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News from Africa: The DRC Poverty Rate Continues to Stagnate

DRC Poverty RateThe Democratic Republic of the Congo is one of the largest countries in Central Africa and is a land rich with natural resources and raw materials, inevitably leading to an economic boom for its mining industry.

Despite a population of 77 million people, 80 million acres of land suitable for farming and an abundance of over 1,100 different rare metals and minerals, the DRC poverty rate remains among the highest in the world. While many consider it to be the poorest, the most recent United Nations Human Development Index of 2015 ranked the country at 176 out of 187 countries.

Between 1970 and 2012, the average annual growth rate of the DRC’s GDP per capita remained at -2.1 percent. From 1990-2012, annual inflation rates increased by 191 percent. As of 2011, an estimated 87.7 percent of the population, about 67.5 million people, remained under the international poverty line, which is currently $1.25 per day.

Currently, the average income for a Congolese citizen is about $400 per year. One example of the negative results of the DRC poverty rate is an extremely high infant mortality rate, with one in seven newborns dying before the age of 5.

Among other things, the poverty rate has caused a high usage of child labor, with about 25 percent of children ages 5-14 employed, an increasing prevalence of HIV/AIDS and a notable decline in school enrollment.

Additionally, the country has a 45 percent vaccination rate for some of the most commonly known diseases, a lack of access to clean drinking water and severe malnutrition nationwide.

Reasons for DRC Poverty

The reasons for the DRC poverty rate stem from a number of factors, however, can be summarized as the result of political instability and corruption, particularly in the mining industry.

In addition to this, there are large swaths of land in the country that are controlled by militia groups, the land where many mines are located, allowing for them to be the financial beneficiaries to some foreign investors.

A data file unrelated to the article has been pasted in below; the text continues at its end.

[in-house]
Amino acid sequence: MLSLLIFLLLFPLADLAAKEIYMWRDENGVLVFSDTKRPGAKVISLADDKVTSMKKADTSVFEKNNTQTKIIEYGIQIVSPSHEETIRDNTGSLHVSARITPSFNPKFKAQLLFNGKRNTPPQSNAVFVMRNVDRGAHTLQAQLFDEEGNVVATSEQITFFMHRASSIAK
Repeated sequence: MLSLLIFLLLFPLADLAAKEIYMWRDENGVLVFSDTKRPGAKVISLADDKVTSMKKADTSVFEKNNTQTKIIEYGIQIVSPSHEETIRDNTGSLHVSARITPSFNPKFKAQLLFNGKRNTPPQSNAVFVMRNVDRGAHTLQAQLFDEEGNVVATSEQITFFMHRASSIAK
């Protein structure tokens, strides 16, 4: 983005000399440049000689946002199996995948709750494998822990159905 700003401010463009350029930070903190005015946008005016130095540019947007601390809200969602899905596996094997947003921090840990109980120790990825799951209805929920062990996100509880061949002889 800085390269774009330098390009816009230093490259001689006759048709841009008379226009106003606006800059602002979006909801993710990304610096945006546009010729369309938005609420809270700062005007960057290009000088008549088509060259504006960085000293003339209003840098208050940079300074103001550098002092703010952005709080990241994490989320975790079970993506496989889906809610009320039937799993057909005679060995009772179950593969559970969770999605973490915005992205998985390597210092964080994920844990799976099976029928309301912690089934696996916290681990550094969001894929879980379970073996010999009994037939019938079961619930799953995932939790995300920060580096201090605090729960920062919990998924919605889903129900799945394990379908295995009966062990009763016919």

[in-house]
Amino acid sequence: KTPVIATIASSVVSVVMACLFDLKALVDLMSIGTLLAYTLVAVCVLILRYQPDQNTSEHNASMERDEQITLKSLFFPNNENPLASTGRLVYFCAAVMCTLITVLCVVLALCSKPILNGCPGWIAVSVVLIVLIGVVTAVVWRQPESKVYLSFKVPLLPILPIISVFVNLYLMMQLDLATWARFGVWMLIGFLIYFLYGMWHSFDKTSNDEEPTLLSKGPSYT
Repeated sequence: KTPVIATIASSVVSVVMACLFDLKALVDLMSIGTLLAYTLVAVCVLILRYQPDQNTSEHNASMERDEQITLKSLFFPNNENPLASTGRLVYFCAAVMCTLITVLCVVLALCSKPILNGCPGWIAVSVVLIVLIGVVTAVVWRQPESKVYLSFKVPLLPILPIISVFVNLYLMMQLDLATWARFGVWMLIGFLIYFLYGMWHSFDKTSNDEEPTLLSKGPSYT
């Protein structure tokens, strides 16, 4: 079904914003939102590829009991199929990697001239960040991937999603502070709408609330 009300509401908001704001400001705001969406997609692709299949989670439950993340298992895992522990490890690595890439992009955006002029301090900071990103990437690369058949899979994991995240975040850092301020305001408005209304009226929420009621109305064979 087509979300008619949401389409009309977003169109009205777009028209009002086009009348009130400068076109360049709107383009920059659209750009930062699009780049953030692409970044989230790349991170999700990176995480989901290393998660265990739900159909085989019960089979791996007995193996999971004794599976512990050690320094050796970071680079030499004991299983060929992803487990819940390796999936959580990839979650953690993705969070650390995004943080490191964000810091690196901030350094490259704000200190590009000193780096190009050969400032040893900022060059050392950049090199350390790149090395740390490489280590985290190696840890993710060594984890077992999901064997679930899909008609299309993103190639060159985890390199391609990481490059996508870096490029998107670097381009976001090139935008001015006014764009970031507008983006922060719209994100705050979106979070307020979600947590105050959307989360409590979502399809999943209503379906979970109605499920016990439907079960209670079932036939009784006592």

This problem originates from government corruption and an intended overall lack of transparency in the mining contracts from all parties involved, specifically in regards to where the money will be directed. All of these factors have resulted in the DRC government losing more than $5 billion in revenue that could have been allotted to fund infrastructure, public health, education or foreign commerce.

Fortunately, two prominent activists have emerged to speak out against these injustices. American television star Robin Wright in “House of Cards,” in coordination with JD Stier, president of the social activist organization Stier Forward, has created the “Stand With Congo” campaign.

Stand With Congo

Founded in the spring of 2016, the campaign’s main focus geared toward influencing the Congolese mining industry to achieve full transparency, under the idea that doing so could inherently solve other problems for the country.

Another focus of the campaign is to demand that the current DRC President, Joseph Kabila, who is often associated with corruption, vacate office immediately. Kabila has been in power since 2006, and ignored the provisions of the DRC constitution, exceeding the two-term limit.

In 2016 alone, the Stand With Congo campaign hosted 88 events in 17 countries and has also joined the Congolese Youth Movement who is advocating for reelections and Kabila to be removed from office.

Hunter McFerrin

Photo: Flickr